LITTLE ROCK, Ark. (AP) — Arkansas children with mental illnesses might be able to get virtual checkups starting in May.
The Department of Human Services proposed a state Medicaid rule change Wednesday that would permit video conferencing and distance education for people younger than 21 who have mental illnesses.
People diagnosed with schizophrenia, depression, attention deficit disorder or other mental health problems would still have to be initially assessed in person, said Department of Human Services spokeswoman Amy Webb, but subsequent treatments could be made via the Internet. The exchanges would be face-to-face in real time at state-sanctioned sites.
"We have psychiatrists having to drive all over the state and children traveling outside their hometown," Webb said. "This will allow (doctors) to interact without all the traveling and give them more time to be doctors."
The agency said tens of thousands of children are served by only a handful of child psychiatrists in Arkansas. Webb said the change will reduce travel times for patients and doctors and increase accessibility for rural areas.
Health care providers will be required to connect to the Arkansan Telehealth Network and meet minimum technological standards. Screen sizes cannot be less than 20 inches in diameter, and meet bandwidth and picture-quality thresholds.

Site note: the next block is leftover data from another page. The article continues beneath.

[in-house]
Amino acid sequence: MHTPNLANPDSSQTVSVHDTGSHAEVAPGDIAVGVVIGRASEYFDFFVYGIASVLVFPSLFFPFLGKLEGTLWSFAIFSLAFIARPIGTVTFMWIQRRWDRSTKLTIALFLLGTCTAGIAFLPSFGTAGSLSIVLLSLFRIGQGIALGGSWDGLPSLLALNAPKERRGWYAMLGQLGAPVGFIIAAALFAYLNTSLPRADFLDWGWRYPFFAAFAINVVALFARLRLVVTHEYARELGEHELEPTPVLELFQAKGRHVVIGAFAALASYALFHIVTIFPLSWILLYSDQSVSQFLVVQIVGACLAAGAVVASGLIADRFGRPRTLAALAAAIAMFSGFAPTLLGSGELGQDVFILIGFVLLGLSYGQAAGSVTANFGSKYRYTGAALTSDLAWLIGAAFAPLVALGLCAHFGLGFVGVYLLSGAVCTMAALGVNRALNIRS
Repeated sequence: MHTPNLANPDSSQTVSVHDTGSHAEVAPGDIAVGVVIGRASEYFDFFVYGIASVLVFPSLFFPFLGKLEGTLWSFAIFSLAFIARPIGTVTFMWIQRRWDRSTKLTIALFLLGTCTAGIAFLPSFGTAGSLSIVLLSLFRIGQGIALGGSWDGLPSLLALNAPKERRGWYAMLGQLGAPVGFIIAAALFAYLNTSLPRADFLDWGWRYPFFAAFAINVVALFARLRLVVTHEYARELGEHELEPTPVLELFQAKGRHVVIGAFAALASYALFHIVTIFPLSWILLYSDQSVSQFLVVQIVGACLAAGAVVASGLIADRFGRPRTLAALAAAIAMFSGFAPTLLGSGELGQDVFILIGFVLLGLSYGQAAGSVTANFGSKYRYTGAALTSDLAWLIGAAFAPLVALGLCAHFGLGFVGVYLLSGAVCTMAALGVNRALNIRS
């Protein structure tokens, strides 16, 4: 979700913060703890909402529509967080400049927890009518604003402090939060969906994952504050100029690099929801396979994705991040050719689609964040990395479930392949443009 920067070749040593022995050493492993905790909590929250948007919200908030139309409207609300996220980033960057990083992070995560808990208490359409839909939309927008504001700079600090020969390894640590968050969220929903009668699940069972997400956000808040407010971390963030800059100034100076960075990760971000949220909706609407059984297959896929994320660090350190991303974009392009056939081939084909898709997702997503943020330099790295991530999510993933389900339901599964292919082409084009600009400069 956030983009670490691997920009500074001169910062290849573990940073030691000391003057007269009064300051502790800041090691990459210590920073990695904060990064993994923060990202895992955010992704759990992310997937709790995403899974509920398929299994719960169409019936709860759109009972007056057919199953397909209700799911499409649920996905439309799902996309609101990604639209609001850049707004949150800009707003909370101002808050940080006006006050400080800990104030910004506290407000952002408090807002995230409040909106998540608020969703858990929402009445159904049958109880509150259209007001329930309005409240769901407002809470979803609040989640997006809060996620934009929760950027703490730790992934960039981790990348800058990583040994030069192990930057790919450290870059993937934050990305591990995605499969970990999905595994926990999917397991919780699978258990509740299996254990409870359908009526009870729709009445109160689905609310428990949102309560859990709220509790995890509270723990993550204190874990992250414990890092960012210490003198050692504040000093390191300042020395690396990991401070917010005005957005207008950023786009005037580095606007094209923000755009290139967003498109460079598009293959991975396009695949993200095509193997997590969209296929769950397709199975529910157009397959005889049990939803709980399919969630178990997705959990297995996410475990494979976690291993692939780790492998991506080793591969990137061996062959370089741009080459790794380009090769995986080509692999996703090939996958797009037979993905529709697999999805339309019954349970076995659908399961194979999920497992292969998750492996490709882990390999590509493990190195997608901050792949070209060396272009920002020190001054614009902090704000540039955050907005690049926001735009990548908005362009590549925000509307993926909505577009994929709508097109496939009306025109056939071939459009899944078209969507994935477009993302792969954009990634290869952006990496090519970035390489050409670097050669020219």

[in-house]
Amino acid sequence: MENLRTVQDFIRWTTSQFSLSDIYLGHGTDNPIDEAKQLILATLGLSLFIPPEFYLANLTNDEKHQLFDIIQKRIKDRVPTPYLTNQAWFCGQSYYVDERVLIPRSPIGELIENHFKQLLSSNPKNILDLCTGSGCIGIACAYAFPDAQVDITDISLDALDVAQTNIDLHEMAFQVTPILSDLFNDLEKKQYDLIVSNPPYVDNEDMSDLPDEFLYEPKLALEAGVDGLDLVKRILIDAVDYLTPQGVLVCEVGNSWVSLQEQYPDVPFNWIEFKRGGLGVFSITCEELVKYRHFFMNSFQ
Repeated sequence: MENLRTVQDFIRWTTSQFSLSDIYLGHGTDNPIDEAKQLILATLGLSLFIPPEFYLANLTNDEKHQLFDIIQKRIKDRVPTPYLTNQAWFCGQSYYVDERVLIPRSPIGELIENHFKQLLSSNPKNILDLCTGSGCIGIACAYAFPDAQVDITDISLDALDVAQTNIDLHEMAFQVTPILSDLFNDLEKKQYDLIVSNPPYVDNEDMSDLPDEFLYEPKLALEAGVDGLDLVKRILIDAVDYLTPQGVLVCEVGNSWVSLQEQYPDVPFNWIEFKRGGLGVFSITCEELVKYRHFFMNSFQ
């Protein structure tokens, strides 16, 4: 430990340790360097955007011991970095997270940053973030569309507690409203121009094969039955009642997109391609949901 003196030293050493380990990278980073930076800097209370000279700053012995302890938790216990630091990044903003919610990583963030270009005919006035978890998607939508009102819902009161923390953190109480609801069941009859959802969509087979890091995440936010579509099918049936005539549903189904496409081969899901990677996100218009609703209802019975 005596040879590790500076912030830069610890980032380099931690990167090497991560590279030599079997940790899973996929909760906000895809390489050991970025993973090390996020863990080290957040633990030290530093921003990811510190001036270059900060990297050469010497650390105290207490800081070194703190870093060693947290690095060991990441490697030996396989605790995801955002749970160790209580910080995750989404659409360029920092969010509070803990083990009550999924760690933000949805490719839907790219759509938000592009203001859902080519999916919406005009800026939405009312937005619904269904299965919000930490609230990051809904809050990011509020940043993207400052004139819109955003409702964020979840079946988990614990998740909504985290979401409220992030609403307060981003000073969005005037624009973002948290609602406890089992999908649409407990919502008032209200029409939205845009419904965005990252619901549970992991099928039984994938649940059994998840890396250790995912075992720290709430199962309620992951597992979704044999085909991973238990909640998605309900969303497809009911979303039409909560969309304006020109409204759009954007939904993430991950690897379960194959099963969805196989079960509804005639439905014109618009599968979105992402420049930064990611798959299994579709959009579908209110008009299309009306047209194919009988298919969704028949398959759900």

Telemedicine has been covered by Medicaid in Arkansas for people 21 and older since 2000, Webb said. She said the delay in the service for younger patients is a result of studies needed to set appropriate guidelines for the service.
Dr. Lynn Bufka, assistant executive director for practice, research and policy for the American Psychological Association said although telemedicine is not a new practice, it is still evolving, particularly when it comes to psychology.
"Part of what makes our work successful is the ongoing relationship developed with somebody," Bufka said. "... Professionals are concerned about that quality if they're meeting via teleconference."
Take, for instance, the placement of the camera in relation to the monitor, Bufka said. Cameras are typically placed above the monitor, meaning that patients and doctors cannot look each other in the eyes during psychological exams.
"In person, I can see peoples' emotional reactions and their walk and their mannerisms, which could change based on their emotional state," she said. "Being able to see that and capture that is very beneficial."
Another concern, she said, is a child's ability to differentiate what they see in a video conference checkup from television or movies. But overall, the technology has been beneficial in providing care to rural areas, Bufka said.
Officials hope the change can take effect in mid-May, but the proposal first has to be OK'd by the Administrative Rules and Regulations Committee. A joint House and Senate Interim Committee on Public Health, Welfare & Labor reviewed the change without discussion Wednesday.
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